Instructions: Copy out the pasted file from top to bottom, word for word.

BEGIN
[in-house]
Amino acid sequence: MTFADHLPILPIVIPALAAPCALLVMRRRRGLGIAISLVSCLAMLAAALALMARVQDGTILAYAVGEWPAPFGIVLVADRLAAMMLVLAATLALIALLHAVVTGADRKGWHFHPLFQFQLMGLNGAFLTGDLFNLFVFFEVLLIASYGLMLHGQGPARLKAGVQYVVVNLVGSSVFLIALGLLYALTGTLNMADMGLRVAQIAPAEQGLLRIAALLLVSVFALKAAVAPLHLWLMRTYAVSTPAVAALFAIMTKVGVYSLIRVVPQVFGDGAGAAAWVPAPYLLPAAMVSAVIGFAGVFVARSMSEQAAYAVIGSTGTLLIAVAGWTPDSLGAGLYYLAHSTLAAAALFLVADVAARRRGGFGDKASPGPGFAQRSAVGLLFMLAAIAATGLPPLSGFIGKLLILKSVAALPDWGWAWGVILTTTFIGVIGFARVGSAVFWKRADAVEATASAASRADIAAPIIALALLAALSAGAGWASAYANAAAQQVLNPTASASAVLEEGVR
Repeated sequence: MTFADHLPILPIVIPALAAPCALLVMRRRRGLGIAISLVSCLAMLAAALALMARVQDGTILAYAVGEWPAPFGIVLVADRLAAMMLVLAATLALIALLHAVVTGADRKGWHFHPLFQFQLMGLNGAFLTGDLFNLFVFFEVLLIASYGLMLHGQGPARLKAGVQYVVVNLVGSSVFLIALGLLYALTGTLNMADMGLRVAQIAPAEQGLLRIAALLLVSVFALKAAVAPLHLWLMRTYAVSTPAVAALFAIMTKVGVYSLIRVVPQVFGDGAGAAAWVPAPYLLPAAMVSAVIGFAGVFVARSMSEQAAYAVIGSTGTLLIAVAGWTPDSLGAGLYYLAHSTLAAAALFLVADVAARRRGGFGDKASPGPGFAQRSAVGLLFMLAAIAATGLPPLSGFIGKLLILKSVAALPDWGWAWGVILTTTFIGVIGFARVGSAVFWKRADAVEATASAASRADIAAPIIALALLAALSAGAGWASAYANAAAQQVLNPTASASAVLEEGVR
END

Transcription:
[in-house]
Amino acid sequence: MTFADHLPILPIVIPALAAPCALLVMRRRRGLGIAISLVSCLAMLAAALALMARVQDGTILAYAVGEWPAPFGIVLVADRLAAMMLVLAATLALIALLHAVVTGADRKGWHFHPLFQFQLMGLNGAFLTGDLFNLFVFFEVLLIASYGLMLHGQGPARLKAGVQYVVVNLVGSSVFLIALGLLYALTGTLNMADMGLRVAQIAPAEQGLLRIAALLLVSVFALKAAVAPLHLWLMRTYAVSTPAVAALFAIMTKVGVYSLIRVVPQVFGDGAGAAAWVPAPYLLPAAMVSAVIGFAGVFVARSMSEQAAYAVIGSTGTLLIAVAGWTPDSLGAGLYYLAHSTLAAAALFLVADVAARRRGGFGDKASPGPGFAQRSAVGLLFMLAAIAATGLPPLSGFIGKLLILKSVAALPDWGWAWGVILTTTFIGVIGFARVGSAVFWKRADAVEATASAASRADIAAPIIALALLAALSAGAGWASAYANAAAQQVLNPTASASAVLEEGVR
Repeated sequence: MTFADHLPILPIVIPALAAPCALLVMRRRRGLGIAISLVSCLAMLAAALALMARVQDGTILAYAVGEWPAPFGIVLVADRLAAMMLVLAATLALIALLHAVVTGADRKGWHFHPLFQFQLMGLNGAFLTGDLFNLFVFFEVLLIASYGLMLHGQGPARLKAGVQYVVVNLVGSSVFLIALGLLYALTGTLNMADMGLRVAQIAPAEQGLLRIAALLLVSVFALKAAVAPLHLWLMRTYAVSTPAVAALFAIMTKVGVYSLIRVVPQVFGDGAGAAAWVPAPYLLPAAMVSAVIGFAGVFVARSMSEQAAYAVIGSTGTLLIAVAGWTPDSLGAGLYYLAHSTLAAAALFLVADVAARRRGGFGDKASPGPGFAQRSAVGLLFMLAAIAATGLPPLSGFIGKLLILKSVAALPDWGWAWGVILTTTFIGVIGFARVGSAVFWKRADAVEATASAASRADIAAPIIALALLAALSAGAGWASAYANAAAQQVLNPTASASAVLEEGVR